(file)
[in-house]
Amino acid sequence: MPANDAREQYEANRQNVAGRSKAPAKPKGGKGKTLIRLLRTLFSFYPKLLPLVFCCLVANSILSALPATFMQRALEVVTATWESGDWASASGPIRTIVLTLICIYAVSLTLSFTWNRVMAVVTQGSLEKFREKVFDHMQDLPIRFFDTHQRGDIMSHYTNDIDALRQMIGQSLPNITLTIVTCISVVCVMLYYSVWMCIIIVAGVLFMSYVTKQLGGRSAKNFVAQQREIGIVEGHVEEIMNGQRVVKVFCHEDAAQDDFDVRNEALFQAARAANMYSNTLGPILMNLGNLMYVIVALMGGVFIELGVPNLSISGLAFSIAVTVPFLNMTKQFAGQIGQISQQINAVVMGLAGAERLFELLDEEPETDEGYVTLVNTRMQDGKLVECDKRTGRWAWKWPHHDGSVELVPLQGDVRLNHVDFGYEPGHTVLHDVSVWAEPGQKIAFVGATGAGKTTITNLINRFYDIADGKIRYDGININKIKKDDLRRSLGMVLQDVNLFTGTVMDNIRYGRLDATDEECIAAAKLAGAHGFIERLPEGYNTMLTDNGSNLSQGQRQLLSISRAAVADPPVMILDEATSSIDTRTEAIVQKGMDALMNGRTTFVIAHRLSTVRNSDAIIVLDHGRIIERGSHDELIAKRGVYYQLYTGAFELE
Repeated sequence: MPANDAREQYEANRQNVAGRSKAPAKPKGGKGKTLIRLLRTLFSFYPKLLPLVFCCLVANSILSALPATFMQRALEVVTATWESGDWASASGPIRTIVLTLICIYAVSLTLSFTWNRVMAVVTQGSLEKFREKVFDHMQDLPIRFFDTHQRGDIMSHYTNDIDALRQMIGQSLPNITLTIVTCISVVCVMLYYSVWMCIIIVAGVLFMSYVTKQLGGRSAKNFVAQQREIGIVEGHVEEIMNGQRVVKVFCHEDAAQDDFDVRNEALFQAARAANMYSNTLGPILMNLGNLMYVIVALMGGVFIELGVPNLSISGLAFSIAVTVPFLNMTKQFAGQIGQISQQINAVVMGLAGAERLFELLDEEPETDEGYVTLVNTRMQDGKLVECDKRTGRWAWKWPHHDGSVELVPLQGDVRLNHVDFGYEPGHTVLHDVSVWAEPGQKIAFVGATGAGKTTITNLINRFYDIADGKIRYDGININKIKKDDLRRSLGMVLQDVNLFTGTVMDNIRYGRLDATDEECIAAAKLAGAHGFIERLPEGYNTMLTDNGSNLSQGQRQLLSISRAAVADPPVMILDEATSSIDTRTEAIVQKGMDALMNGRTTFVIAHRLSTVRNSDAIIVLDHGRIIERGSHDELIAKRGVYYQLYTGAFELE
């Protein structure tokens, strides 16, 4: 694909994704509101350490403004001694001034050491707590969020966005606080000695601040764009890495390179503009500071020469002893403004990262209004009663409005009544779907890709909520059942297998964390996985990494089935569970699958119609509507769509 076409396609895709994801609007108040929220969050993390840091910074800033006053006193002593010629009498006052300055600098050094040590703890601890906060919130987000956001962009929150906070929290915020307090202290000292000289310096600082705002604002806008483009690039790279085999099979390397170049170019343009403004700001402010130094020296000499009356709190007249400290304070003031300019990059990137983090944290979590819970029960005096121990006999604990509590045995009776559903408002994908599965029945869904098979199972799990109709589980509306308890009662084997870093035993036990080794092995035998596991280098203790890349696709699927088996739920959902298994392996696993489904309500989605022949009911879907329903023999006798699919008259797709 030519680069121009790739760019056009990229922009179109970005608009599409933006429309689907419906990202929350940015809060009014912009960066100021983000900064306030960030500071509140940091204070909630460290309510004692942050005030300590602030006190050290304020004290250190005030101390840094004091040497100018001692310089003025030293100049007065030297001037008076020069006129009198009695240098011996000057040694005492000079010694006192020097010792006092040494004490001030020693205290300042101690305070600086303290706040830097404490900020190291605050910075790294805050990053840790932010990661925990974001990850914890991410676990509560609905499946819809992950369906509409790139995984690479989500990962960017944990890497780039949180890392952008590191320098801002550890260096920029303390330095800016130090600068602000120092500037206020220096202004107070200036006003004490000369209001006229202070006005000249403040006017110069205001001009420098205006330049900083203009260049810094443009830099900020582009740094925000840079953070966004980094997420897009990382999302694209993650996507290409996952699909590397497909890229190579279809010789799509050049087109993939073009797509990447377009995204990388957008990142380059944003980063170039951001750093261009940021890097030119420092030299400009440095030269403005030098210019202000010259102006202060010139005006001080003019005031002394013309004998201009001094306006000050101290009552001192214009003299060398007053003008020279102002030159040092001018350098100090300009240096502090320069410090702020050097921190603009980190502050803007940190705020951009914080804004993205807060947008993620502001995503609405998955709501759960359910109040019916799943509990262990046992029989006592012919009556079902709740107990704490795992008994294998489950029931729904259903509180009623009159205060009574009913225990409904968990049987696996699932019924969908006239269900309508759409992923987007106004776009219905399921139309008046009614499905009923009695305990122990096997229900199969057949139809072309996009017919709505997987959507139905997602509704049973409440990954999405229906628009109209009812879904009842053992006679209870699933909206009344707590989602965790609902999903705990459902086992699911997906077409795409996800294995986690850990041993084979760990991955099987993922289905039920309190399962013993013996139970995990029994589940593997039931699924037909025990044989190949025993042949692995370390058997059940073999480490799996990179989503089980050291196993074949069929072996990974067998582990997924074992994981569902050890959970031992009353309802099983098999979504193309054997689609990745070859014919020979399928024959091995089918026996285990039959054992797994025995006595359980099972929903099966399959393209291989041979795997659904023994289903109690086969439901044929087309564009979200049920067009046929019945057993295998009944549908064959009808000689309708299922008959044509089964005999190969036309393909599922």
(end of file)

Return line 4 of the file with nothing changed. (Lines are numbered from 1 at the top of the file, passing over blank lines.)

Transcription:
């Protein structure tokens, strides 16, 4: 694909994704509101350490403004001694001034050491707590969020966005606080000695601040764009890495390179503009500071020469002893403004990262209004009663409005009544779907890709909520059942297998964390996985990494089935569970699958119609509507769509 076409396609895709994801609007108040929220969050993390840091910074800033006053006193002593010629009498006052300055600098050094040590703890601890906060919130987000956001962009929150906070929290915020307090202290000292000289310096600082705002604002806008483009690039790279085999099979390397170049170019343009403004700001402010130094020296000499009356709190007249400290304070003031300019990059990137983090944290979590819970029960005096121990006999604990509590045995009776559903408002994908599965029945869904098979199972799990109709589980509306308890009662084997870093035993036990080794092995035998596991280098203790890349696709699927088996739920959902298994392996696993489904309500989605022949009911879907329903023999006798699919008259797709 030519680069121009790739760019056009990229922009179109970005608009599409933006429309689907419906990202929350940015809060009014912009960066100021983000900064306030960030500071509140940091204070909630460290309510004692942050005030300590602030006190050290304020004290250190005030101390840094004091040497100018001692310089003025030293100049007065030297001037008076020069006129009198009695240098011996000057040694005492000079010694006192020097010792006092040494004490001030020693205290300042101690305070600086303290706040830097404490900020190291605050910075790294805050990053840790932010990661925990974001990850914890991410676990509560609905499946819809992950369906509409790139995984690479989500990962960017944990890497780039949180890392952008590191320098801002550890260096920029303390330095800016130090600068602000120092500037206020220096202004107070200036006003004490000369209001006229202070006005000249403040006017110069205001001009420098205006330049900083203009260049810094443009830099900020582009740094925000840079953070966004980094997420897009990382999302694209993650996507290409996952699909590397497909890229190579279809010789799509050049087109993939073009797509990447377009995204990388957008990142380059944003980063170039951001750093261009940021890097030119420092030299400009440095030269403005030098210019202000010259102006202060010139005006001080003019005031002394013309004998201009001094306006000050101290009552001192214009003299060398007053003008020279102002030159040092001018350098100090300009240096502090320069410090702020050097921190603009980190502050803007940190705020951009914080804004993205807060947008993620502001995503609405998955709501759960359910109040019916799943509990262990046992029989006592012919009556079902709740107990704490795992008994294998489950029931729904259903509180009623009159205060009574009913225990409904968990049987696996699932019924969908006239269900309508759409992923987007106004776009219905399921139309008046009614499905009923009695305990122990096997229900199969057949139809072309996009017919709505997987959507139905997602509704049973409440990954999405229906628009109209009812879904009842053992006679209870699933909206009344707590989602965790609902999903705990459902086992699911997906077409795409996800294995986690850990041993084979760990991955099987993922289905039920309190399962013993013996139970995990029994589940593997039931699924037909025990044989190949025993042949692995370390058997059940073999480490799996990179989503089980050291196993074949069929072996990974067998582990997924074992994981569902050890959970031992009353309802099983098999979504193309054997689609990745070859014919020979399928024959091995089918026996285990039959054992797994025995006595359980099972929903099966399959393209291989041979795997659904023994289903109690086969439901044929087309564009979200049920067009046929019945057993295998009944549908064959009808000689309708299922008959044509089964005999190969036309393909599922």